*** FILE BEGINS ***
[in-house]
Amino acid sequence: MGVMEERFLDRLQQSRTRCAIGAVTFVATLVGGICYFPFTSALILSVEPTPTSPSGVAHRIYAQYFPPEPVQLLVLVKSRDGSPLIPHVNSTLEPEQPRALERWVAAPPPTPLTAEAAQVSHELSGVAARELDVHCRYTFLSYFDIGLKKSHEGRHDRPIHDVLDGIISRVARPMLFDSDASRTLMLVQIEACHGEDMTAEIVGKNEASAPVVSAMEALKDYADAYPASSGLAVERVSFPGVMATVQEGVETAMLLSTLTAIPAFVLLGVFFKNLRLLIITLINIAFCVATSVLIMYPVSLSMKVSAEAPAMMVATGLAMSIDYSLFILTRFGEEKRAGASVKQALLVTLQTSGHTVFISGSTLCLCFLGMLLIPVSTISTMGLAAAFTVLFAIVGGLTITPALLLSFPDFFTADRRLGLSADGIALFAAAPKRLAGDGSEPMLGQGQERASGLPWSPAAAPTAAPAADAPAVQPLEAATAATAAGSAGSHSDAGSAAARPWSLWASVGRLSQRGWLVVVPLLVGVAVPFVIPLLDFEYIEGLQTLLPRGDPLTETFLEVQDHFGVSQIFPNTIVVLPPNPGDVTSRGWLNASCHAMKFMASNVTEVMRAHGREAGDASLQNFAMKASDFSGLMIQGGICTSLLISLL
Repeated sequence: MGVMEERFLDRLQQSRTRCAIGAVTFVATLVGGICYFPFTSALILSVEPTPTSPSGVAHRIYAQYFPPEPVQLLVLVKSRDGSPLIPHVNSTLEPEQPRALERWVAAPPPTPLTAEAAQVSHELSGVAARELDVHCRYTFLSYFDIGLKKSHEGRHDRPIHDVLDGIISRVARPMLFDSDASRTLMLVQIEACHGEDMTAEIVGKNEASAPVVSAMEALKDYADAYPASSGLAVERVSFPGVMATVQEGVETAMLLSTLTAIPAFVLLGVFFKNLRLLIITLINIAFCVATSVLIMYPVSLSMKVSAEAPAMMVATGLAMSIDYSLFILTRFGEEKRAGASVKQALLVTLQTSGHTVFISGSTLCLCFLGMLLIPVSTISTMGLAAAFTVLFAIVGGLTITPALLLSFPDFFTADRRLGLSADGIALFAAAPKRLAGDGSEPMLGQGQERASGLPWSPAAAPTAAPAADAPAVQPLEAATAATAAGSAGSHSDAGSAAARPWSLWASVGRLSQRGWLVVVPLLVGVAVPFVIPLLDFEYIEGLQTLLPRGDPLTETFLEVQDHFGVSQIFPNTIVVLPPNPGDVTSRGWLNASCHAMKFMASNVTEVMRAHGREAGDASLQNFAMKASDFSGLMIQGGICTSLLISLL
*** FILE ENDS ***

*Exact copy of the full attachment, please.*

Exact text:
[in-house]
Amino acid sequence: MGVMEERFLDRLQQSRTRCAIGAVTFVATLVGGICYFPFTSALILSVEPTPTSPSGVAHRIYAQYFPPEPVQLLVLVKSRDGSPLIPHVNSTLEPEQPRALERWVAAPPPTPLTAEAAQVSHELSGVAARELDVHCRYTFLSYFDIGLKKSHEGRHDRPIHDVLDGIISRVARPMLFDSDASRTLMLVQIEACHGEDMTAEIVGKNEASAPVVSAMEALKDYADAYPASSGLAVERVSFPGVMATVQEGVETAMLLSTLTAIPAFVLLGVFFKNLRLLIITLINIAFCVATSVLIMYPVSLSMKVSAEAPAMMVATGLAMSIDYSLFILTRFGEEKRAGASVKQALLVTLQTSGHTVFISGSTLCLCFLGMLLIPVSTISTMGLAAAFTVLFAIVGGLTITPALLLSFPDFFTADRRLGLSADGIALFAAAPKRLAGDGSEPMLGQGQERASGLPWSPAAAPTAAPAADAPAVQPLEAATAATAAGSAGSHSDAGSAAARPWSLWASVGRLSQRGWLVVVPLLVGVAVPFVIPLLDFEYIEGLQTLLPRGDPLTETFLEVQDHFGVSQIFPNTIVVLPPNPGDVTSRGWLNASCHAMKFMASNVTEVMRAHGREAGDASLQNFAMKASDFSGLMIQGGICTSLLISLL
Repeated sequence: MGVMEERFLDRLQQSRTRCAIGAVTFVATLVGGICYFPFTSALILSVEPTPTSPSGVAHRIYAQYFPPEPVQLLVLVKSRDGSPLIPHVNSTLEPEQPRALERWVAAPPPTPLTAEAAQVSHELSGVAARELDVHCRYTFLSYFDIGLKKSHEGRHDRPIHDVLDGIISRVARPMLFDSDASRTLMLVQIEACHGEDMTAEIVGKNEASAPVVSAMEALKDYADAYPASSGLAVERVSFPGVMATVQEGVETAMLLSTLTAIPAFVLLGVFFKNLRLLIITLINIAFCVATSVLIMYPVSLSMKVSAEAPAMMVATGLAMSIDYSLFILTRFGEEKRAGASVKQALLVTLQTSGHTVFISGSTLCLCFLGMLLIPVSTISTMGLAAAFTVLFAIVGGLTITPALLLSFPDFFTADRRLGLSADGIALFAAAPKRLAGDGSEPMLGQGQERASGLPWSPAAAPTAAPAADAPAVQPLEAATAATAAGSAGSHSDAGSAAARPWSLWASVGRLSQRGWLVVVPLLVGVAVPFVIPLLDFEYIEGLQTLLPRGDPLTETFLEVQDHFGVSQIFPNTIVVLPPNPGDVTSRGWLNASCHAMKFMASNVTEVMRAHGREAGDASLQNFAMKASDFSGLMIQGGICTSLLISLL